Gems TV, ITV, review: How one family and a shedload of Tanzanite made Gems TV a winner
Ellen E Jones
Ellen is The Independent's TV critic. She writes a daily review of Last Night's TV and a weekly 'Inside TV' column for the i paper, as well as a column on general topics for the main paper most Wednesdays. Ellen is a former Hollywood correspondent and a contributing editor to Little White Lies, she's written on TV, film, lifestyle, travel and politics for publications including the Guardian, The Times, The Sunday Times, Esquire and Total Film.
Wednesday 03 September 2014
Documentaries don't have to be angry, hypocrisy-exposing investigations to hold our interest. Gems TV (ITV) was an entertaining hour, soothingly soundtracked by 1950s easy listening. If you've ever wondered why people watch those shopping channels, here was your answer: they're happily hypnotised.
Gems TV UK is one of three jewellery auction channels headed up by tycoon Steve Bennett and his extended family, including second wife, Sarah, his son and soon-to-be son-in-law. In essence, it's a family business operated out of a shed in Birmingham, but not many family businesses boast an annual turnover of more than £100m. While traditional jewellers sell only a few items a year with a high mark-up, the Bennetts' business model is based on selling thousands of pieces a day, sourced direct from the mines and at bargain basement prices.
Admittedly, it's not rubies or emeralds that are flying out the warehouse, but stones that most people have never heard of. Tanzanite, a blue-purple gem originating in the Mererani Hills of northern Tanzania, is so popular they've nearly run out, so Steve was off to Africa, to personally source a new seam. It was a bit like scene out of the 2006 blockbuster Blood Diamond, only there was no mention here of the environmental or ethical impact of precious stone mining and no mention at any point of Gems TV's recent scandal involving a presenter sacked for making a rude gesture live on air.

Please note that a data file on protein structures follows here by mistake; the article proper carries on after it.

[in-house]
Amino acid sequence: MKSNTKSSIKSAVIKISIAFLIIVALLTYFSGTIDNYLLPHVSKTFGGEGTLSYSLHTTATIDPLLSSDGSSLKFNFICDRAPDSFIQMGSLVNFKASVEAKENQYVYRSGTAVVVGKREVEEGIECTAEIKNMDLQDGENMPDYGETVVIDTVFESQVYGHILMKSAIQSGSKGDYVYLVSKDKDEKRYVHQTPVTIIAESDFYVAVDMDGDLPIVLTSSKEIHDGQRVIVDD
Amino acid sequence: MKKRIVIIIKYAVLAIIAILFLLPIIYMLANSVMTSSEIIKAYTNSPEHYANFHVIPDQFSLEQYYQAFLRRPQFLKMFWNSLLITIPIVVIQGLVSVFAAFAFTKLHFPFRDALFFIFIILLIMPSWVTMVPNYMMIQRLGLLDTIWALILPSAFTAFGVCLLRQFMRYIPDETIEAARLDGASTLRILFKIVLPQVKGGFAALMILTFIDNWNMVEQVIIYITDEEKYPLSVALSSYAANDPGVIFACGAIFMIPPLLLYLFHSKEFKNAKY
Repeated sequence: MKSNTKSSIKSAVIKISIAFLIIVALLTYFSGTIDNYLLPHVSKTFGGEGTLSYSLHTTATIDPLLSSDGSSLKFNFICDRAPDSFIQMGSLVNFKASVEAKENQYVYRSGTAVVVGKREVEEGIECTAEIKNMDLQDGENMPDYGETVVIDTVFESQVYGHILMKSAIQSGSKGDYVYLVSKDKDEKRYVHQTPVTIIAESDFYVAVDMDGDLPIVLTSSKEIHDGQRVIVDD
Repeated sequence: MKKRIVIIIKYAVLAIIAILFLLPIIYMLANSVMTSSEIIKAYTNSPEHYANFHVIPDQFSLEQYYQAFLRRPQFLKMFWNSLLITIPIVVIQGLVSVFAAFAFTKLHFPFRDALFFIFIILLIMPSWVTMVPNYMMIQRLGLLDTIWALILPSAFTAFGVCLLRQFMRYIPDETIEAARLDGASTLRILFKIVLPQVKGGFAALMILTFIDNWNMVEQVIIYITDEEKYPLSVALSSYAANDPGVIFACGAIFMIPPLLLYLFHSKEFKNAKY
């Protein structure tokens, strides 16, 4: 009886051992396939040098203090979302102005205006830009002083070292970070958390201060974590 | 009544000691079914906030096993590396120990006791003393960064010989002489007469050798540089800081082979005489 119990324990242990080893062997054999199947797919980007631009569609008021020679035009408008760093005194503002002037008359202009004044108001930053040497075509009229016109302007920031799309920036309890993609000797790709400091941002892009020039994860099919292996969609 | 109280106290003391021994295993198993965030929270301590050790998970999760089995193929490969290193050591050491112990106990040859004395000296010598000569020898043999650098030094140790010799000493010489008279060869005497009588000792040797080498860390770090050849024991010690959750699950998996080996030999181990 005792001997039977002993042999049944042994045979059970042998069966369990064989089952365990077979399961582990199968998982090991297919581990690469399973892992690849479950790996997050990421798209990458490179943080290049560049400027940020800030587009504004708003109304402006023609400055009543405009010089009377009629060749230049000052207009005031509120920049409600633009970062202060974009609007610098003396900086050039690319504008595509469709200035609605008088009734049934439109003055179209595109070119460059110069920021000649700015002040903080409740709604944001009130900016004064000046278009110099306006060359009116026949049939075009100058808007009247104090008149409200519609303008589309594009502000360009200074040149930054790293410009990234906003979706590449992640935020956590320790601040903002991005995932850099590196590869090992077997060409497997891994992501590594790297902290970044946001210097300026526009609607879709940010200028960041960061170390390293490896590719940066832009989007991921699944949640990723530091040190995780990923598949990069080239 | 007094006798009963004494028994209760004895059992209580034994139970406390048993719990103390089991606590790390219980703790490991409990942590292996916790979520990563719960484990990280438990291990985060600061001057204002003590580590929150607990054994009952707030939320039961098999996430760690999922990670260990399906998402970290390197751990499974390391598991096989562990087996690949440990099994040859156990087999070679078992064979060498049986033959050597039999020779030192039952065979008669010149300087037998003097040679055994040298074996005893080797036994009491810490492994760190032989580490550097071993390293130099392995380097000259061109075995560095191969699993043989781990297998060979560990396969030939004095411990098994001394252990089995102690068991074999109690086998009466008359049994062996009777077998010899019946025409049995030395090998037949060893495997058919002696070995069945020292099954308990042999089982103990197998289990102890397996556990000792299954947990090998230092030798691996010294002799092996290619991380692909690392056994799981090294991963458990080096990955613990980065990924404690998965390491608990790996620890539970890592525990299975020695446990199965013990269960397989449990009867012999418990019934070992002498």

That's the kind of grit that might dull a stone's sparkle, and Steve Bennett knows it. Which is why when he returned home with only a cheesy Wotsits-coloured gem called "spessartite", he quickly went about renaming it "tulelei" and creating a backstory that would capture the imaginations of his viewer-customers. They call it "romancing the stones".
This may not be the whole, uncensored story of Gems TV, but with David Brent's disciples so plentiful in other business documentaries, a display of competence makes for a refreshing change. Here was a businessman who actually seemed to understand people as well as products. Selling jewellery is "never about price, it's only about the perceived value", said Steve and his theories were confirmed by interviews with Gems TV's happily bejewelled customers. These Liz Taylors of Leeds, Princess Graces of Macclesfield and Miss Havishams of Hammersmith were all interesting enough to warrant a documentary of their own.
Film Leonardo DiCaprio hunts Tom Hardy
Arts & Ents blogs
- 1 Sabrina Corgatelli: US hunting tourist posts picture of herself with dead giraffe after Cecil the lion outrage
- 2 Edward Heath 'child sex abuse' allegation: Investigation to be held into Wiltshire police handling of alleged claim in the 1990s
- 3 Dutch King Willem-Alexander declares the end of the welfare state
- 4 A-level results 2015: UK exam board OCR admits it 'estimates' hundreds of pupils' grades after papers 'go missing'
- 5 Giant Minion terrorises drivers in Ireland as 40ft inflatable blocks busy Dublin road
Artist Jamie McCartney: How The Great Wall of Vagina is a stand against 'body fascism'
A Very British Brothel, Channel 4 - TV Review: These insights into people who buy and sell sex are particularly relevant
Cilla Black: Her 12 best songs, from 'Anyone Who Had a Heart' to 'You're My World'
Game of Thrones season 6: 'A Song of Ice and Fire should be finished by 1998,' said George R. R. Martin, 'but don't hold your breath'
Michael B Jordan and Kate Mara handle excruciatingly awkward and offensive interview questions like pros
Is Britain really full up? Are migrants taking our jobs? Leading academic answers the most common anti-immigration claims
Calais Migrant Crisis: Deputy Mayor of Calais labels Cameron's use of 'swarm' as 'racist' and 'ignorant'
Chris Leslie: Jeremy Corbyn's anti-austerity agenda will harm the poor, says Labour shadow Chancellor
Landlords renting properties to illegal immigrants to face up to five years in prison
While we fixate on Calais, the Home Office is quietly deporting dozens of migrants on 'ghost flights'
Calais crisis: The seven claims made about the migrants - and the reality